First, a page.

Click HERE to read an interview with the filmmaker Philipp Artus.




The Cartoon Brew Student Animation Festival is made possible by the generosity of our presenting sponsor JibJab.

0 Comments on “Snail Trail” by Philipp Artus as of 9/19/2012 6:30:00 AM
Add a Comment
2. CBTV STUDENT FEST: “Snail Trail” by Philipp Artus

Today is bittersweet because we are presenting the final film in our 2012 Cartoon Brew Student Animation Festival. But we are delighted that this film is an extraordinarily unique achievement in computer animation.

Snail Trail comes to us from Germany, where it was made by Philipp Artus at the Academy of Media Arts Cologne. The film draws an ingenious link between two disparate things: the spiral of a snail shell and the concept of exponential acceleration (don’t worry, we had to look up the latter one too).

Mere description fails to do this film justice though. Snail Trail is an intensely visceral experience. Excitement and surprise abound in every frame, even as the film celebrates the mathematical order of the universe. The snail’s dynamic evolution in mobililty is eloquently expressed through a luminescent line that curls and stretches across the screen. Artus achieved the fading trail of images by projecting his computer animation with lasers onto a phosphorescent material.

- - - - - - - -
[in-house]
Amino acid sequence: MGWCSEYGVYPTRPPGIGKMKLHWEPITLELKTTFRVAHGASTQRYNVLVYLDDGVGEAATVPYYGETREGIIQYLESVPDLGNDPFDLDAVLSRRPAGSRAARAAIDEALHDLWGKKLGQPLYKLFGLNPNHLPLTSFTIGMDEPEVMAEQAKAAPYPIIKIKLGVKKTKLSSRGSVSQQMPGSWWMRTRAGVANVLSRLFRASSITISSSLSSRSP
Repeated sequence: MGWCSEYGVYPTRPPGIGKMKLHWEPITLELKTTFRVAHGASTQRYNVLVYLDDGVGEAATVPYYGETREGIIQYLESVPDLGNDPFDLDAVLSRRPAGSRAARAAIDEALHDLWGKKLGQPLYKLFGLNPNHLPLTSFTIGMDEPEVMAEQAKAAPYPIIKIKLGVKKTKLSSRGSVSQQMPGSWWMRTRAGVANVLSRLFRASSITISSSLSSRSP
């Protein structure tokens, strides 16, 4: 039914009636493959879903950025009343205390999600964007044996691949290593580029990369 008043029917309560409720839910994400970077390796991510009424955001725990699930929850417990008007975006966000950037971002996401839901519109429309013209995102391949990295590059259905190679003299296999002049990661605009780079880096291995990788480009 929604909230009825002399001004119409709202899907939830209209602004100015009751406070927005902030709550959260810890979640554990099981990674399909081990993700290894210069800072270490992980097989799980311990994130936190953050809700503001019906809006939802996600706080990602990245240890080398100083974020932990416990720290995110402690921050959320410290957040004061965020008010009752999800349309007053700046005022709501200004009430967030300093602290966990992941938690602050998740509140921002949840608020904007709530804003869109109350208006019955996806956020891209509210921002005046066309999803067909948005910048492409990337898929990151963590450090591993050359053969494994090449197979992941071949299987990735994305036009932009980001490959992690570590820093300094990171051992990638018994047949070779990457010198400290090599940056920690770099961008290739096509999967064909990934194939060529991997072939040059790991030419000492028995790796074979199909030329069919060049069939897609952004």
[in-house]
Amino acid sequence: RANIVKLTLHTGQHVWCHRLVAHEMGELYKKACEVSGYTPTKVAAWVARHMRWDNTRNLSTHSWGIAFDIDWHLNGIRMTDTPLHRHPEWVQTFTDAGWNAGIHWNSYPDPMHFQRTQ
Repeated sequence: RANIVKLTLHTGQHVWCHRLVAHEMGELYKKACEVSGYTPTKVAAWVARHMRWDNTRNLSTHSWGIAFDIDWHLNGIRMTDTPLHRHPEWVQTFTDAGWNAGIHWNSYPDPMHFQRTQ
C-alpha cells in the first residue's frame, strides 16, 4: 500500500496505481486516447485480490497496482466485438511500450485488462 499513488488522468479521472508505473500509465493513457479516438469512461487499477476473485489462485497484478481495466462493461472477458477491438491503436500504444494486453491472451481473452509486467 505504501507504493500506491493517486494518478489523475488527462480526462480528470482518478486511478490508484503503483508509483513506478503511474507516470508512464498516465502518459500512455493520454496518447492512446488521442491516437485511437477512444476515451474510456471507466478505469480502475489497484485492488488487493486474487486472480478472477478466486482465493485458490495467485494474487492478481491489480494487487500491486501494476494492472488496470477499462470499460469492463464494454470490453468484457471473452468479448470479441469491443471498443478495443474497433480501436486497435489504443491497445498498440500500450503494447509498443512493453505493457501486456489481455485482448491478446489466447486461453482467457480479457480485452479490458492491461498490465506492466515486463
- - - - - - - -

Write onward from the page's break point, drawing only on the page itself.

The totality of Artus’s vision is startlingly beautiful. Snail Trail, quite simply, uses computer animation in ways that we have not seen before, and the results are astounding.

Continue reading for comments from the filmmaker Philipp Artus:

THE IDEA
In the animation a snail invents the wheel and goes through a cultural evolution to finally get back to its origin. The basic idea of the work is inspired by processes of exponential acceleration, which can be observed at different levels. Thus, the evolution of life proceeds at an extremely slow pace for more than 3 billion years, until it suddenly seems to explode in the Cambrian period. The tools of human beings progress relatively little during the Stone Age until there comes a rapid cultural development during the Holocene. Nowadays, a similar acceleration process is generated by the exchange of information through the Internet. From this perspective, the exponential spiral on a snail shell may almost appear like a miraculous wink of nature.

TOOLBOX